Andrew Carter previews UNC v. NC A&T
The weekly college football roundtable is back, folks, and just in time for the first weekend of the season that Duke, North Carolina and N.C. State all play home games.
The Blue Devils, Tar Heels and Wolfpack all play in the Triangle on Saturday night and while the games aren't all that attractive – they're all against lower-division opponents – this roundtable has never looked better. It includes columnist Luke DeCock, college beat reporters Andrew Carter and Laura Keeley and special guest Chip Alexander, a venerable veteran of ACC sports coverage:
Question: We don't have a lot to go on here, but after finally seeing Duke, N.C. State and UNC play a game, have your expectations for those teams changed at all?
Chip Alexander: Not for N.C. State. The Wolfpack’s opener against Troy went about as well as Dave Doeren and the N.C. State coaching staff could have wanted. Jacoby Brissett was sharp, Matt Dayes ran the ball efficiently and the offense was penalty-free. Defensively, N.C. State gave up a few big plays but that was overshadowed by Dravious Wright’s helmet-removing hit on the Troy quarterback that quickly went viral.
The word most used after the game was “clean.” For an opener it was a very clean, tidy game and did nothing to temper any expectations for the Pack.
Andrew Carter (UNC beat reporter): The Tar Heels can still win the Coastal Division, as coach Larry Fedora and his players were quick to point out after their season-opening loss against South Carolina, but that defeat provided more proof that UNC simply can’t get out of its own way. The Tar Heels didn't just lose, they lost after having a fantastic chance to win.
A victory might have been the most significant of Fedora's tenure. It would have made a 9-win season seem well within reach. As it is, though, the loss against South Carolina makes it difficult to shake the thought that this season will be much different than the past two. Eight regular-season wins now seems to be the ceiling for UNC, barring a 6-2 conference record that seems unlikely.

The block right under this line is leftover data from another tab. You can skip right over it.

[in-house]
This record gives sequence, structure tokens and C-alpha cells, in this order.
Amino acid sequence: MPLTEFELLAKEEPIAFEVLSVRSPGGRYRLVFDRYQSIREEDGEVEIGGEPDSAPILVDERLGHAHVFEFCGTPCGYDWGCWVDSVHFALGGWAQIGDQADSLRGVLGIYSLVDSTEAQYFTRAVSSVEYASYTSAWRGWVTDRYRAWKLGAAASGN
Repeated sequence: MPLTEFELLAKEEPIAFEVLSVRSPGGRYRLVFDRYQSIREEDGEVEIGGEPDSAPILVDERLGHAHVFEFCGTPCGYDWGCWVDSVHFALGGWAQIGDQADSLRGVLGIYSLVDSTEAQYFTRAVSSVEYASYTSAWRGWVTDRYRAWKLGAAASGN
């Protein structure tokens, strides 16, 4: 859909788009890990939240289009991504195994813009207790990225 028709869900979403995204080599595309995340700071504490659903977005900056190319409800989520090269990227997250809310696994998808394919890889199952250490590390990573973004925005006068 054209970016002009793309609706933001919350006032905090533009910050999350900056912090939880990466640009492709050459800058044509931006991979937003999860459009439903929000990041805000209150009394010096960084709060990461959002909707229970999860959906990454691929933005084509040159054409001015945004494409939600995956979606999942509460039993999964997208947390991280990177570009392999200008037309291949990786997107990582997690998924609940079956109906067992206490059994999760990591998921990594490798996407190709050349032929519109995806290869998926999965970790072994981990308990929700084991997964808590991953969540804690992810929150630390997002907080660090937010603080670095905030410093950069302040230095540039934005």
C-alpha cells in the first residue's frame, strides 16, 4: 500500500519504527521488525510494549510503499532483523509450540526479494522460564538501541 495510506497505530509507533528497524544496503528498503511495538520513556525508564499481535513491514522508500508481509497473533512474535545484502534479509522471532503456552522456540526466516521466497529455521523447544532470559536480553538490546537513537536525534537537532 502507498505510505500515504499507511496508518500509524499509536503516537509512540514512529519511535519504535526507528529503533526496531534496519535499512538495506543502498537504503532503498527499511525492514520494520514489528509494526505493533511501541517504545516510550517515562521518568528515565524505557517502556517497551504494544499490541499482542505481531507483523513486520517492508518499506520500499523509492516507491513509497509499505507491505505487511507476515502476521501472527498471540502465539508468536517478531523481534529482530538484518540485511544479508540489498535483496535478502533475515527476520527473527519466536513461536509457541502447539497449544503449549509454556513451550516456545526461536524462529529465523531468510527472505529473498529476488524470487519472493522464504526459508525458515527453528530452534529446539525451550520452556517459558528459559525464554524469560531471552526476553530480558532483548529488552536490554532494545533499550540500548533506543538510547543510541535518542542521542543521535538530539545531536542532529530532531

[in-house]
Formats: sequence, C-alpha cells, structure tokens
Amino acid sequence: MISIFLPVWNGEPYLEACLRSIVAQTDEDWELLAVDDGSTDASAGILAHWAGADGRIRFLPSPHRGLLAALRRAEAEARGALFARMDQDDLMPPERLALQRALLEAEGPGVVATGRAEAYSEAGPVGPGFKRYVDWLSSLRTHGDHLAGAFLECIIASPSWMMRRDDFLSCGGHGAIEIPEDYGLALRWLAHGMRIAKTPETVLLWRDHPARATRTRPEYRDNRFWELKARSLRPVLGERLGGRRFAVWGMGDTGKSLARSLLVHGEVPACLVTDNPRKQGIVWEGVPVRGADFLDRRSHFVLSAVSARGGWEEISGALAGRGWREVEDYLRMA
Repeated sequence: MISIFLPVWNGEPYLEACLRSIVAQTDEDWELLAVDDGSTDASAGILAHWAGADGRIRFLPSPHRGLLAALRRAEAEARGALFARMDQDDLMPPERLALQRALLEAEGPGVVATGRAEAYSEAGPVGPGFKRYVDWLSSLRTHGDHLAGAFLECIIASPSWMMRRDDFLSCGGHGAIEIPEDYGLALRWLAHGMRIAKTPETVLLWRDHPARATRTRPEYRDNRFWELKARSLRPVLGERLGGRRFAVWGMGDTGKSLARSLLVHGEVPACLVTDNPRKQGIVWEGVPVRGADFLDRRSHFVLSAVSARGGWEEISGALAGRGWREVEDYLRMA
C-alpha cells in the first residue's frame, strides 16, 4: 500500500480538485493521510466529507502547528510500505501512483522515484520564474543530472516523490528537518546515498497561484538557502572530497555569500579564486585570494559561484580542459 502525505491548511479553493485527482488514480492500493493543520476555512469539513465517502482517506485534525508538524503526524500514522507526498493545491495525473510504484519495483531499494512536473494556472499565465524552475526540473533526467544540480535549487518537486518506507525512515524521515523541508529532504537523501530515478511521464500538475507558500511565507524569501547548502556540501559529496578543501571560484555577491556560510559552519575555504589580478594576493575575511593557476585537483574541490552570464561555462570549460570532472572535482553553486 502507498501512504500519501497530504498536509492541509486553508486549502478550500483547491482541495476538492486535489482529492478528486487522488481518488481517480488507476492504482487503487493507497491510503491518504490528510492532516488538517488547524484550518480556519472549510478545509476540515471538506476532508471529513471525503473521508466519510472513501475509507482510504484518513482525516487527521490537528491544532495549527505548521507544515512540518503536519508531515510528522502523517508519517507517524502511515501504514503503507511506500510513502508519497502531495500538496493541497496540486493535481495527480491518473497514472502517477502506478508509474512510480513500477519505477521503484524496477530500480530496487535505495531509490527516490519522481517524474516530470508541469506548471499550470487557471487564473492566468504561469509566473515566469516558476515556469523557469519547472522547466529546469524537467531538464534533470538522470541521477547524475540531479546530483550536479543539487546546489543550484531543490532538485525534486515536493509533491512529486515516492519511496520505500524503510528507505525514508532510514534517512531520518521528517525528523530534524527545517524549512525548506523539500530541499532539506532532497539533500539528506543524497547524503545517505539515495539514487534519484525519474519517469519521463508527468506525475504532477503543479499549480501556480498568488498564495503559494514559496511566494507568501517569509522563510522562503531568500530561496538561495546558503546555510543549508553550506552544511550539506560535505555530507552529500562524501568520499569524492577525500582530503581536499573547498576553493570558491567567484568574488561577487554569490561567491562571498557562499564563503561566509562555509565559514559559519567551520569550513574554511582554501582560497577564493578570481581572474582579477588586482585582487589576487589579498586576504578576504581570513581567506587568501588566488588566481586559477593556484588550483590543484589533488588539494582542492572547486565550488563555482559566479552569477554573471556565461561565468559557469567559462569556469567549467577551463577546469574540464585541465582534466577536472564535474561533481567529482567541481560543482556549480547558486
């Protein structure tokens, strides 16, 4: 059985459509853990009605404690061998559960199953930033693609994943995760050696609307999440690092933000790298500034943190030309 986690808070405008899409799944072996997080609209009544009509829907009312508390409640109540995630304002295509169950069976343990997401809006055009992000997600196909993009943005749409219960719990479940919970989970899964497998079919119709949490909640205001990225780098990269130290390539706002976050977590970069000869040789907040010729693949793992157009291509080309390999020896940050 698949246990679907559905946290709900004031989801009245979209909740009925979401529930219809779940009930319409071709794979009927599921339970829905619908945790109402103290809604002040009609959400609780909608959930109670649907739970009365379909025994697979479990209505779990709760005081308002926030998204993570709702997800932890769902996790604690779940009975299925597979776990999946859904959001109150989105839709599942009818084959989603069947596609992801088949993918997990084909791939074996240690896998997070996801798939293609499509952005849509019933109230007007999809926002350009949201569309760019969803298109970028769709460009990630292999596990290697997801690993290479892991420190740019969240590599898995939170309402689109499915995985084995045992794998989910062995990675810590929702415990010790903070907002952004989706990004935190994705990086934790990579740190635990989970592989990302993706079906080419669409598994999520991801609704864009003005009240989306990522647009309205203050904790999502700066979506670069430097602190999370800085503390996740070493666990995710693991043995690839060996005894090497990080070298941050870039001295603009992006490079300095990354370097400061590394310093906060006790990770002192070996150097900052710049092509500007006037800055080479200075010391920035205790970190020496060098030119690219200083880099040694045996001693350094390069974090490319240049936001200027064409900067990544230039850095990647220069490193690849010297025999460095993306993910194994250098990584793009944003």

Luke DeCock: No change for Duke or N.C. State, which performed roughly as expected against clearly inferior opposition. A slight downgrade for North Carolina. Even though I expected the Tar Heels to lose going into the game, once I got a look at how exceedingly mediocre South Carolina was, there was no question that was a game North Carolina should have won. I was prepared to revise my preseason prediction of 7-5 upward with a good UNC performance, especially on defense, but 7-5 seems about right after that.
Laura Keeley: No, I still believe that Duke will be competitive in the Coastal Division. I was not expecting a significant dropoff with the roster turnover — the young players that stepped into first-time starting roles performed well at Tulane, and there's no reason to expect them to do anything other than grow in those roles as the level of competition improves. Thomas Sirk is an improvement over former quarterback Anthony Boone, to be honest — Sirk is bigger, faster, stronger and more accurate. All good things when talking about a quarterback.
Q: Not all that attractive a slate of games in the Triangle. Eastern Kentucky at N.C. State, North Carolina A&T at North Carolina and N.C. Central at Duke. Aside from staying healthy and avoiding a loss, what should be the priorities?
Alexander: For the Wolfpack, the biggest priority is to maintain the edge it had in the opener. The players spend all of preseason camp gearing up for the opener and the intensity level is high. A lot of freshmen got in the game, adding to that excitement level.
It was hard to pick out real problems areas after the first game, but Brissett was sacked three times last week and the defense had a major concentration lapse in the final seconds of the first half, allowing Troy to score in two plays, sandwiched around a face-mask penalty. That’s one video clip the defensive guys probably didn’t want to see again.